The mere thought of the Titleist Pro V1, conjures up images of highly skilled tour professionals, scientists, shiny gold boxes and trophies held aloft. You visualise Padraig Harrington’s Carnoustie Open winning gap wedge fizz up to the flag, then rip to a stop, as if on a string. Or Rory mashing a monster drive in the desert. Yes, for those of us lucky to own a sleeve, the Pro V1 is a thing of beauty, a prized possession to be carefully dotted with red sharpie at the kitchen table the night before play. Many men I know love their Pro-V’s so much they impose strict usage conditions; never use one in practise, where “out of bounds” flanks a fairway and absolutely never on any hole containing water.

My quest to get deep behind the gleaming exterior of the Pro V1 brought me to the quiet town of Fairhaven about 50 miles from Boston in Massachusetts and home of Titleist. On entering the reception, I thought for a second I was in Willy Wonka’s golf factory, as laid out before me was a treasure trove of the latest gleaming Titleist clubs, bags and balls while the walls were adorned with the latest model Footjoy shoes (also part of the parent brand). I was greeted by Rick Veitch, a highly engaging marketing guru for Titleist who eventually gave in to the SpinDoctor’s Paddy’s Day request (aka begging session) for a tour of the Pro V1 manufacturing process. “My wife is a “Hughes” from Cork”, he proudly exclaimed within 30 seconds of first shaking hands. I think that’s what may have secured my golden ticket.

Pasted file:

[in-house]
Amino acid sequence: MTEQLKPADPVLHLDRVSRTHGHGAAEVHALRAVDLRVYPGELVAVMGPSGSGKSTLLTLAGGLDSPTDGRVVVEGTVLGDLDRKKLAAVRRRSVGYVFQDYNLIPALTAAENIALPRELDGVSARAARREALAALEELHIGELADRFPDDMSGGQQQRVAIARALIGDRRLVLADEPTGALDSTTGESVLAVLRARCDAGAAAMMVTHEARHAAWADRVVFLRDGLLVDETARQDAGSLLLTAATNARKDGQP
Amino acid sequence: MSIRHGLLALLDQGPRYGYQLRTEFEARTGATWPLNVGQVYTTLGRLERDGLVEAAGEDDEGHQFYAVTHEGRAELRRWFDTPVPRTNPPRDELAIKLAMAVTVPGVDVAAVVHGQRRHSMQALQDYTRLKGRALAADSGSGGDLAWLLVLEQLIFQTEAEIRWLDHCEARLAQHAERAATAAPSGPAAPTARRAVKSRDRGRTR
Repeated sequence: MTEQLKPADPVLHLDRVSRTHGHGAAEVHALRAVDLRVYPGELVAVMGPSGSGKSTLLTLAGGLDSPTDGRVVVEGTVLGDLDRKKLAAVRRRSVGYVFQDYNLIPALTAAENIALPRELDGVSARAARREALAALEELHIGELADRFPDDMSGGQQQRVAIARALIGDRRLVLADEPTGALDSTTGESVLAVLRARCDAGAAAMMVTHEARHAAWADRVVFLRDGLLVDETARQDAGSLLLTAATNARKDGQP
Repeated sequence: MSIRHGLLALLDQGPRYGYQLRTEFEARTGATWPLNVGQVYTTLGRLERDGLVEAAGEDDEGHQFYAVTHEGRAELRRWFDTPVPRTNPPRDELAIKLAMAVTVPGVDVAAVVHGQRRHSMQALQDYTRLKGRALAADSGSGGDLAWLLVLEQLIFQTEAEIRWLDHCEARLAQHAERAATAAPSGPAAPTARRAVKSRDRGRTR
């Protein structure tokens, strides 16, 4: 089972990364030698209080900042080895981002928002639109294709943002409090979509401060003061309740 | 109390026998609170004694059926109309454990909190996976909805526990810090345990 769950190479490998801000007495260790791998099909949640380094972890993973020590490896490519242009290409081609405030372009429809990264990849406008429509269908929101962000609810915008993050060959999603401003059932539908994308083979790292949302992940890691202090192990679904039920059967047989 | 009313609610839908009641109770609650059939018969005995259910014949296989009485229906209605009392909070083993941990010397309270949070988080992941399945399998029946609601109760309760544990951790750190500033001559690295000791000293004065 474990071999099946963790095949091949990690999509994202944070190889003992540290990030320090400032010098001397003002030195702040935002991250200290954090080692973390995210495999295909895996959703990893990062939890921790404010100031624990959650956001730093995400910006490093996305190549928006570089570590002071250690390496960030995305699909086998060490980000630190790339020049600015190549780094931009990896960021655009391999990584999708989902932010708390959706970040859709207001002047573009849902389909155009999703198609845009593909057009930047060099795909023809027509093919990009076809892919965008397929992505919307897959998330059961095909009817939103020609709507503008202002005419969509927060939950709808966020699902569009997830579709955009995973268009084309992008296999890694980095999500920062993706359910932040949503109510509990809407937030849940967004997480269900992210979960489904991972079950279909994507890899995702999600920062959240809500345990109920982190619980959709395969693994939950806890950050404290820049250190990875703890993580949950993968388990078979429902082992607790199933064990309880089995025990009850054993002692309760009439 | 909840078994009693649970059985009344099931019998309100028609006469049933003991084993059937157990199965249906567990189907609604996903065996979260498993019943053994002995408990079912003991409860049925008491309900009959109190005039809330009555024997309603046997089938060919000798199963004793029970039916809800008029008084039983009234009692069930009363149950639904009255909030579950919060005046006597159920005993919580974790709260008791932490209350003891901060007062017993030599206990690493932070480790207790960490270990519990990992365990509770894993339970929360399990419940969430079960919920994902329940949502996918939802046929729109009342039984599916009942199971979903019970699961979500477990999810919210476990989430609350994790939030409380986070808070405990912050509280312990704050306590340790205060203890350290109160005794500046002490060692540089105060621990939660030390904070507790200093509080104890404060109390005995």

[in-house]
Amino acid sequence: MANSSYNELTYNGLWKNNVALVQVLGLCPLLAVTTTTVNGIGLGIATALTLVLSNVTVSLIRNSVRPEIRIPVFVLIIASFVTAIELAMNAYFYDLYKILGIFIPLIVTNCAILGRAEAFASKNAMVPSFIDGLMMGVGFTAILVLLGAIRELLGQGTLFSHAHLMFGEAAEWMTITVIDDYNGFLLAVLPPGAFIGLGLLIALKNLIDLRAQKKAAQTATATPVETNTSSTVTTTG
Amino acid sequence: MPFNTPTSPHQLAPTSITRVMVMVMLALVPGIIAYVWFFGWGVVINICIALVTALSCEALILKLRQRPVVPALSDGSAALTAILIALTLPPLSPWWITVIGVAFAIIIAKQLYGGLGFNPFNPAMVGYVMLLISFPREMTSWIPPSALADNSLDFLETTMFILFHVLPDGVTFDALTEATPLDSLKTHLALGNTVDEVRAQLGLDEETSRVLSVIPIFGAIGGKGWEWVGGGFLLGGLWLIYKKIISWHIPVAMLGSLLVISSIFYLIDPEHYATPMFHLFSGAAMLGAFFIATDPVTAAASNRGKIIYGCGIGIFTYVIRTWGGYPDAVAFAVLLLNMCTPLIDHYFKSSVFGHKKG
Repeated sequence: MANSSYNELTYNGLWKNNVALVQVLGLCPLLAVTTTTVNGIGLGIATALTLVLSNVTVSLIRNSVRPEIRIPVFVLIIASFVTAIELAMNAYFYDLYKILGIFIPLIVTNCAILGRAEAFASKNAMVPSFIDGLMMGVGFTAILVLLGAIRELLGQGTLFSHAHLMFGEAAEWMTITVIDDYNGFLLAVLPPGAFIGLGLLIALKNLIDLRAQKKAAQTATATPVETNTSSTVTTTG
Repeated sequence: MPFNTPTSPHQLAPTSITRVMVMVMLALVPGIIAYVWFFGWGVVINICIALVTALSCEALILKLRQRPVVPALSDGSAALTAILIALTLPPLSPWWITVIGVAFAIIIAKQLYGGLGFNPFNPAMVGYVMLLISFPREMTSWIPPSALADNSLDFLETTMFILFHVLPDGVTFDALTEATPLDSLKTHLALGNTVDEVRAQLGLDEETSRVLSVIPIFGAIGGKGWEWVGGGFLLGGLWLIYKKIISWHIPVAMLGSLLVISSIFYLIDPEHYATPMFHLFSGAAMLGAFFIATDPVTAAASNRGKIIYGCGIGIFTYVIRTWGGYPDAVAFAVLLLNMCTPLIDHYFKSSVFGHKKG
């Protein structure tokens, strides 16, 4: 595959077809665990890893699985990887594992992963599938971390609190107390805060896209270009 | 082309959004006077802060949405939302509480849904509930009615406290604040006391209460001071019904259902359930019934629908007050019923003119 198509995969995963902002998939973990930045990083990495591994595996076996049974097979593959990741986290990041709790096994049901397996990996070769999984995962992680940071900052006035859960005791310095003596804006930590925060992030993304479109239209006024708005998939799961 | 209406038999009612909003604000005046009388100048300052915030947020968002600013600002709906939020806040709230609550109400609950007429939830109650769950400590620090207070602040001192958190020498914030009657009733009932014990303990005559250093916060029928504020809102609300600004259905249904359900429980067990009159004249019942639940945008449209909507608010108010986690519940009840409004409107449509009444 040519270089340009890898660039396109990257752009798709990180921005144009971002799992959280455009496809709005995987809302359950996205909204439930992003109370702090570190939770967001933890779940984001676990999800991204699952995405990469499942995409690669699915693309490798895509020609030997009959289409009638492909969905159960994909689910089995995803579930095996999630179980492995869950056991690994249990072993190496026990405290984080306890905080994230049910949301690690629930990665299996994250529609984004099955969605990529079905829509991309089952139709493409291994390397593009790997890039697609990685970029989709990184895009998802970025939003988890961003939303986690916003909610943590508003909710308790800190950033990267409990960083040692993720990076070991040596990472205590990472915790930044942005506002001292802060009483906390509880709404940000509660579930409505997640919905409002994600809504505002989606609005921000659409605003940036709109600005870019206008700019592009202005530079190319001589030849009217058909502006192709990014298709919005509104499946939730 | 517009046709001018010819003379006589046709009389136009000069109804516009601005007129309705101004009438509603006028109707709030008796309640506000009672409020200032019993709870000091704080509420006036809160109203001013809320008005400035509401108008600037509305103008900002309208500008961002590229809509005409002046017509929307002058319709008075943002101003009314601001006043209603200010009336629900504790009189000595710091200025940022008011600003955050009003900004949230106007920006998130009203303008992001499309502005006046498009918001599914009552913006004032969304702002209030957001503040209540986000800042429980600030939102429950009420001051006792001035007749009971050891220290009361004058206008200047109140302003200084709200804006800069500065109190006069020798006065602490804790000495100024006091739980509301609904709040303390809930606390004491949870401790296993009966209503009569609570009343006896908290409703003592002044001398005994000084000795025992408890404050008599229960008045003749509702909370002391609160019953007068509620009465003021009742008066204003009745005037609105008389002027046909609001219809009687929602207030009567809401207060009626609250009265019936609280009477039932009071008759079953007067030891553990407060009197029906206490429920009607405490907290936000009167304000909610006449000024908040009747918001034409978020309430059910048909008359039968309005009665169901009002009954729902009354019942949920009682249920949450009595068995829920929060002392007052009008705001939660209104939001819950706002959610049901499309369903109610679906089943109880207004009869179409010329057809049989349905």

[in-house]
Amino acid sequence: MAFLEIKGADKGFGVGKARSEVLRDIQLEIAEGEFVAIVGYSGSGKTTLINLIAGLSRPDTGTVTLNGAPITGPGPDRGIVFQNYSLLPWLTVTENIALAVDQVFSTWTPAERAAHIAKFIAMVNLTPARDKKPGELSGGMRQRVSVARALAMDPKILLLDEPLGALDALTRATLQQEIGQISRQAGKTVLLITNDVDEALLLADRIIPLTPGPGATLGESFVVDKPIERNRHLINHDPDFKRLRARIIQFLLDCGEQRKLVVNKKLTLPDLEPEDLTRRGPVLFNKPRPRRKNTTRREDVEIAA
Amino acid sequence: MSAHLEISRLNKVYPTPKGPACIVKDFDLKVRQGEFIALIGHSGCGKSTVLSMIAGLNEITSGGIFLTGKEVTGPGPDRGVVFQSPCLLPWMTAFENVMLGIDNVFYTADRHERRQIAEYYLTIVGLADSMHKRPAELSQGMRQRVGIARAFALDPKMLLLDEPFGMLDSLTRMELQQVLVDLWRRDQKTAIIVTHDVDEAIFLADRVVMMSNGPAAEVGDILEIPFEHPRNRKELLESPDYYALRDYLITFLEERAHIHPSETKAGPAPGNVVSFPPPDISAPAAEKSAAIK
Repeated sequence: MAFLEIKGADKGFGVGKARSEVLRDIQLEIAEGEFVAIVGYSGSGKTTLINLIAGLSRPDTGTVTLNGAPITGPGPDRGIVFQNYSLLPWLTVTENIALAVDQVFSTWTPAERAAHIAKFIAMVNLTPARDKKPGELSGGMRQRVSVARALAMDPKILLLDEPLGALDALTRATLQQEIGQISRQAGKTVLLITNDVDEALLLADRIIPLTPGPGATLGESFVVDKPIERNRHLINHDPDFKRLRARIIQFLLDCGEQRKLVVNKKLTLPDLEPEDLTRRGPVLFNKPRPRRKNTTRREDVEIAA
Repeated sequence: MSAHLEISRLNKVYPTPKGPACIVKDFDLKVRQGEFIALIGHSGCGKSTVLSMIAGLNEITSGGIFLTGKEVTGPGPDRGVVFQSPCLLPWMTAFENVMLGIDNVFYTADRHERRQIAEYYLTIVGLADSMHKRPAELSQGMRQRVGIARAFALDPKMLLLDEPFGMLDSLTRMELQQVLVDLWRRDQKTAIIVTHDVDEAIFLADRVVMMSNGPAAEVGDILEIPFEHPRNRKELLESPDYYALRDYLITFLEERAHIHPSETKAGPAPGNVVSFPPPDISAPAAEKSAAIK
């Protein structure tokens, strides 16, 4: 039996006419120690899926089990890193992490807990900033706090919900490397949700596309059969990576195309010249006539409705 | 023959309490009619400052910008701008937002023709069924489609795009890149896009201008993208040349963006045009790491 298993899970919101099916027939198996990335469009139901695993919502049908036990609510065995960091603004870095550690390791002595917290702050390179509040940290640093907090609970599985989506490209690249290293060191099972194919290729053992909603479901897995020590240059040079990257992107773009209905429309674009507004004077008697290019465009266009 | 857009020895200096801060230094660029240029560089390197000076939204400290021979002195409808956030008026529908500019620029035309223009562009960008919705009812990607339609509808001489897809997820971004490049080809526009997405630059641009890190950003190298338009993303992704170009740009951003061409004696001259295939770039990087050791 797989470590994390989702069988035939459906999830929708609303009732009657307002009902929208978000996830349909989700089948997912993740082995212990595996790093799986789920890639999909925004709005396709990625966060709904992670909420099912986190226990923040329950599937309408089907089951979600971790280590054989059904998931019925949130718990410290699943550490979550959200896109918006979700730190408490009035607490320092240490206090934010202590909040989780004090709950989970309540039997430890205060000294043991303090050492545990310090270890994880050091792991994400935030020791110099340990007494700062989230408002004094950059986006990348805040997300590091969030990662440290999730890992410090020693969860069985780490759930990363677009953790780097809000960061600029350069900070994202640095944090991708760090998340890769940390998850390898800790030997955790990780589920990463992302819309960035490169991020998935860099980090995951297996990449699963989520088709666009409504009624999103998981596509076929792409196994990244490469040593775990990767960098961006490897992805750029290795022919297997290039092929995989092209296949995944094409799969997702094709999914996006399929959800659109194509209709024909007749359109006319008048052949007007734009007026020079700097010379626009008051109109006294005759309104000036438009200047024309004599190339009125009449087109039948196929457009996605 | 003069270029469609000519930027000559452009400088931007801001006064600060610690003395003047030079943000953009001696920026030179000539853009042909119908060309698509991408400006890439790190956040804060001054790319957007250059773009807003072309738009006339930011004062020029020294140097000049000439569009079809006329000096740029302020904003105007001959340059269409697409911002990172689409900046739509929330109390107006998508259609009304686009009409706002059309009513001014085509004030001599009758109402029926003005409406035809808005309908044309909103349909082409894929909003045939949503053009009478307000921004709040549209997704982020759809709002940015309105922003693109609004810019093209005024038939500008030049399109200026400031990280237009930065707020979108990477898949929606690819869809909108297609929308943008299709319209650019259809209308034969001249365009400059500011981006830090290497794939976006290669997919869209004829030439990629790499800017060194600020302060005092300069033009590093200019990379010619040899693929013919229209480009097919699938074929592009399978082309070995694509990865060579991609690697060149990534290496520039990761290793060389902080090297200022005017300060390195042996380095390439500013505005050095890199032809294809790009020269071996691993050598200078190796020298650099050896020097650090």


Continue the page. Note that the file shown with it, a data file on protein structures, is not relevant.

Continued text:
The Pro V1 plant is located about ten minutes drive from the Titleist administrative building near the Acushnet river which gives the parent company its name. Before heading up there, Rick and I chatted about all matters golf. We talked about recession; Titleist hadn’t escaped its tsunami like force with layoffs in all areas. We talked about the power of the brand and how the kids that fished Pro V1’s from ponds ten years ago are now the grown up single figure handicappers who wouldn’t use any other ball. I ask Rick a somewhat tricky question about "defectors" (my words not Gregs), like Tiger to Nike, Phil to Callaway, Sergio to TaylorMade and Vijay to Srixon to which he philosophically replied “They all started out using the Pro V1”. Where the sales and marketing strategy of the new high end ball companies is to offer huge amounts of cash to marquee players to switch to their ball, Titleist adopt a different tack. “We have a plurality approach to cultivating and supporting our Brand Ambassadors”, Rick tells me. “We want wide representation of top players from every level of play, from the worldwide professional tours, down through the developmental tour, PGA club professional, college and amateur ranks”. In lay mans terms Titleist reps worldwide ensure every budding amateur talent always has a Pro V1 to reach for in their bag, so when the day finally comes that they do turn professional, they might remember on which side their bread is buttered. This is borne out by the stats which show on average five times more wins worldwide with Pro V1’s than with any competitor ball and why players like Rory McIlroy, Padraig Harrington, Adam Scott, Geoff Ogilvy and Camilo Villegas are among the host of current greats who represent the brand.